a 21st century witch hunt: owning up to our own hypocrisy

local street art

many people see nothing more than animosity, anger, judgement, fear, humiliation, resentment, disgust, violence, and blame when they look out at the world. what many don’t realize though is that if i look for good in the world, then i’ll find good, and if i look for bad, then i’ll find that too.

our intention shapes how we feel, it starts in our minds and flows outwards.

we see what we choose to see, and whatever we take it in, we then spit back out.

the negative energy we throw at one another only sustains it. each time we speak ill will we keep its ugly presence stuck in our communal guts, spinning inside a blackened soup of disdain until it grows so large it finally bursts into a fiery ball of disgust.

we’re no better than the primitive, medieval witch hunts we condemn. in fact, we do exactly the same. we’re in the midst of a 21st century witch hunt where everyone seems to be looking for someone to burn, only now we execute each other with our words, rather than with stacks of tinder and a match.

“omg, how fat” — “ugh, nice face” — “i hope they die” — “they should just give up" — "did you see their horrible new hair?” — “bleh, what a waste of space” — “nice face, so ugly.” — “i hate them, they suck” — “why don’t they just go away?"

we’ve become so accustomed to gossip and conjecture that we no longer even recognize it as such.

gossip now wears a mask, it masquerades as the news.

why are the things we choose to talk about so misdirected? where’s the value in such disregard and lack of respect for one another? this isn’t news. this isn’t entertainment. these are personal and private tragedies we revel in.

why are we so consumed with bringing others down? why do we find so much joy in watching someone fall from grace and drown in their own mistakes?

we amuse ourselves by publicly shaming others. we laugh when someone goes broke. we cheer when someone messes up. we applaud when they self-destruct and say, “haha, i told you so”.

we jump on people's backs as they're already stumbling and falling. we pile on, kick them in the ribs, ride them until they crumple and crash, and then we act surprised when they can't get back up.

there is a perpetual dichotomy in our actions; what we say one day rarely matches what we do the next.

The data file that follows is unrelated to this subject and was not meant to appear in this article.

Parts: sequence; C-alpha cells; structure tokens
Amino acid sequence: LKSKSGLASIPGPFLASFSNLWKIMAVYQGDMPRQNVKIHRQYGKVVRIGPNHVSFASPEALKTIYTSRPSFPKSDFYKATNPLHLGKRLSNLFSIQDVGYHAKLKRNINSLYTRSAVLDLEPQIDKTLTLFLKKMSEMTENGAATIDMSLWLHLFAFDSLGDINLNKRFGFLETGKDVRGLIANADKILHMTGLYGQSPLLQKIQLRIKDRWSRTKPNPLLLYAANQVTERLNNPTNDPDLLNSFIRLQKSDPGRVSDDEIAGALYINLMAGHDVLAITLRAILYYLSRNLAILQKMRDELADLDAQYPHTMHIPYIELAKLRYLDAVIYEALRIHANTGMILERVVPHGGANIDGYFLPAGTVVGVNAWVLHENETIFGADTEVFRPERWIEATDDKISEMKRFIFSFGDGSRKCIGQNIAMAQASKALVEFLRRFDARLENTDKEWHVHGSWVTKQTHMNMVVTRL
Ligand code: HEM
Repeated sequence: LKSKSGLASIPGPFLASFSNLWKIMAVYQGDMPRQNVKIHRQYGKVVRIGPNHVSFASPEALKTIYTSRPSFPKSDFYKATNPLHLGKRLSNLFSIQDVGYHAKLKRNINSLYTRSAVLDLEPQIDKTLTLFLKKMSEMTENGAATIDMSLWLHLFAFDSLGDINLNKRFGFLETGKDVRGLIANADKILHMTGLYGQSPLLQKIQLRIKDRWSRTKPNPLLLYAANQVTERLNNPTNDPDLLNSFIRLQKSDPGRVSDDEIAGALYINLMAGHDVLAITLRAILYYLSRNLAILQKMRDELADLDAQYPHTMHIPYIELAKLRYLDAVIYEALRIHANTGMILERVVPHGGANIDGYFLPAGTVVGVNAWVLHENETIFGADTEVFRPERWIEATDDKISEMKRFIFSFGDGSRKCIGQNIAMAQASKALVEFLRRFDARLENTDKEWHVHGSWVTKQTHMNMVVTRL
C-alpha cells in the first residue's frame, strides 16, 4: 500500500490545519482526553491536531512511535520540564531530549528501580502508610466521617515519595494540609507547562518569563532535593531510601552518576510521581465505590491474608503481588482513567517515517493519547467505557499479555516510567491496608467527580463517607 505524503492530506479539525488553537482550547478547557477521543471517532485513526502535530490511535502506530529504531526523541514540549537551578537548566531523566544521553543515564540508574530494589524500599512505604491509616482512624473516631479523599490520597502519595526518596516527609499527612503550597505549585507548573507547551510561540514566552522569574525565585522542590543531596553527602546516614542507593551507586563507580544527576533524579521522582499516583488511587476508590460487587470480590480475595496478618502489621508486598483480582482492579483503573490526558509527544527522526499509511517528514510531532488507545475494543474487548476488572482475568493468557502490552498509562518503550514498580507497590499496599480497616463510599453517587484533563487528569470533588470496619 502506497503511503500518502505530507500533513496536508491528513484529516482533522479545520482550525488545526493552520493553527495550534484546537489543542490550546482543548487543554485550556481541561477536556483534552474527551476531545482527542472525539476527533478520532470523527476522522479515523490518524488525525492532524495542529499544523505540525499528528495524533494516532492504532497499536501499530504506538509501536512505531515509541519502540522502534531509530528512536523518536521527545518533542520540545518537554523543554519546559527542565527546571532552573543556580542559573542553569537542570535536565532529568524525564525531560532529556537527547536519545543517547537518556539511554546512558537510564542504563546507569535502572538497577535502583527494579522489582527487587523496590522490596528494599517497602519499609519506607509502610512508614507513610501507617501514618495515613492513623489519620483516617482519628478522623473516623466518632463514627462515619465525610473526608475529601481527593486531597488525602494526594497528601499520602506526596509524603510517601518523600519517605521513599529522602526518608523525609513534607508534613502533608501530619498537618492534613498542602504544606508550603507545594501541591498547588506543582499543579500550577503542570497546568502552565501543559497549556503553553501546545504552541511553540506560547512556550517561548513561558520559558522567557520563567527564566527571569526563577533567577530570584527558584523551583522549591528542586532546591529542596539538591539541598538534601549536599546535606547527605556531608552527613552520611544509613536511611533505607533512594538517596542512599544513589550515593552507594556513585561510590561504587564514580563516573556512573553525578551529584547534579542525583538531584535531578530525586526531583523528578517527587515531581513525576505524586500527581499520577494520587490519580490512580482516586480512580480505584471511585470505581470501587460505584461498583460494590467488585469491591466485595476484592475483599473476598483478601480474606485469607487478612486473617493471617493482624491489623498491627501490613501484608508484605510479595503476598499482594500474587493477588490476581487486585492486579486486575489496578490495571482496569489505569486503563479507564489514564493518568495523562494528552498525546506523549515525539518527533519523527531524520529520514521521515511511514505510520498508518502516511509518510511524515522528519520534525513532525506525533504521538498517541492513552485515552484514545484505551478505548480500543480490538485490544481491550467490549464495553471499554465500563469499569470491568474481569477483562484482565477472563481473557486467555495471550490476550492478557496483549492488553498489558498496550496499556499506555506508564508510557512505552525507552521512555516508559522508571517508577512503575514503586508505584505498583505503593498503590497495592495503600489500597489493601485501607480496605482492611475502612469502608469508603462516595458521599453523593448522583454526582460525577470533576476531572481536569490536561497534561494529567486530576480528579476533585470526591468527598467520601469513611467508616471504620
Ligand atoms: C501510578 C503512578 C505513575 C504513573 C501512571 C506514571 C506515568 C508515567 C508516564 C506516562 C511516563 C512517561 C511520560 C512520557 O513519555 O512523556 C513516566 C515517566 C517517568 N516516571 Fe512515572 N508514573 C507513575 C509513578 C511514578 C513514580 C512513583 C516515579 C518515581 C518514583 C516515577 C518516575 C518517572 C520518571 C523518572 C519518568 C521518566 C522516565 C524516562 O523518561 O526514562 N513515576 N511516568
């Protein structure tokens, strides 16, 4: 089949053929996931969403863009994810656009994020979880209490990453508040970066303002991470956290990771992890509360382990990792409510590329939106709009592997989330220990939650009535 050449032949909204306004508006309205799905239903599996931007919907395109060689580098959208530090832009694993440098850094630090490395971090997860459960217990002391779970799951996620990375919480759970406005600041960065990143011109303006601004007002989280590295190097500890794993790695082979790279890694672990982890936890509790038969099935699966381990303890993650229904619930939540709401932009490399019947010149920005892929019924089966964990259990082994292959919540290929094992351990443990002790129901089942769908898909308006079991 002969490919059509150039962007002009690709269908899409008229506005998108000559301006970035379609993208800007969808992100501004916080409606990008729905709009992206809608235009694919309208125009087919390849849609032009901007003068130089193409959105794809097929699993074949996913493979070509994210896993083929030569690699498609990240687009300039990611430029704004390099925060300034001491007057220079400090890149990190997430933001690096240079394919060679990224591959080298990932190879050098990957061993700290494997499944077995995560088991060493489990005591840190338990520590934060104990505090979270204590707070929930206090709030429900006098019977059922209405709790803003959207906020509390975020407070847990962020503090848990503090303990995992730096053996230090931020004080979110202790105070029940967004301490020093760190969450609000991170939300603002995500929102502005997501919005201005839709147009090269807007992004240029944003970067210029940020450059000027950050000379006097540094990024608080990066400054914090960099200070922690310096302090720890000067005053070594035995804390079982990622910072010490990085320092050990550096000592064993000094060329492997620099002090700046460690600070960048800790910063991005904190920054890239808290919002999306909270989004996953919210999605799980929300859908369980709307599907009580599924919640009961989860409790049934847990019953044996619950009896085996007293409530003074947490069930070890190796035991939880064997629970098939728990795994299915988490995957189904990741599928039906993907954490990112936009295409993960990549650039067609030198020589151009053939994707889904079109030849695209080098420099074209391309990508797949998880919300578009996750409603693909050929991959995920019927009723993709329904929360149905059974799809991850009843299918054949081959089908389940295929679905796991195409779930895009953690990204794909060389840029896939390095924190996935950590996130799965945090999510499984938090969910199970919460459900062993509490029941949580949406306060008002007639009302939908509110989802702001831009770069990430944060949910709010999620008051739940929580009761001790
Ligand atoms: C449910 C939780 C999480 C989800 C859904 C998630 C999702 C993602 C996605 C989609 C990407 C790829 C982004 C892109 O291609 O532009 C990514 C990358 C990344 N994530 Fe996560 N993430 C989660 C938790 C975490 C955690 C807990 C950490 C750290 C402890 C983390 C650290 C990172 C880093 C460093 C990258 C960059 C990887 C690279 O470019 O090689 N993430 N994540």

one day the public denounces bullying (when it’s in fashion to do so, of course). we might put a special pin on our lapel, or change our photo to one with a banner of solidarity, or we might really go crazy and use a hashtag on all of our posts, you know… to stand up for those who need our support, for those who need a helping hand.

yet the very next day we race to join a madding crowd to vociferously lambaste someone who we’ve never met, chastising them for all of their mistakes and unfortunate misdeeds (or worse yet, for how they look).

we need to own up to our own hypocrisy.

realize this: your gossip is bullying, and your scornful words breed hate.

this epitomizes our problem. it only stops, when we choose to stop. each time we point our fingers at someone else we refuse to look at ourselves, we refuse to acknowledge our own shortcomings, we refuse to accept responsibility for our own actions, including our hurtful words.

our contempt for each other is an injustice; our willingness to laugh at someone who hurts, our lack of compassion for each other's suffering, and the absence of help for those who need it the most, is a plight to our society.

when you revel in someone else’s pain, you only deepen your own.

we need to wake up and realize we’re in this together, we each affect each other, and that we must embrace empathy, care, and understanding for one another. these things need to be our first instinct; not gossip or name calling, not taunting or hurtful words. the solution to this cultural madness is quite simple, don’t participate. don’t feed the negativity with droplets of your own discontent or discomfort.

practice compassion. practice gratitude. practice loving-kindness.

who is it that shapes the narrative and direction of our time? we do. with each passing comment and conversation, with each pointed finger, with each piece of content we consume, and with each lending of a hand in support.

collectively, we need to better choose who and what we lend our voice to. together, we can either be a choir that lifts each other up, or a mob that drags each other down.

brian thompson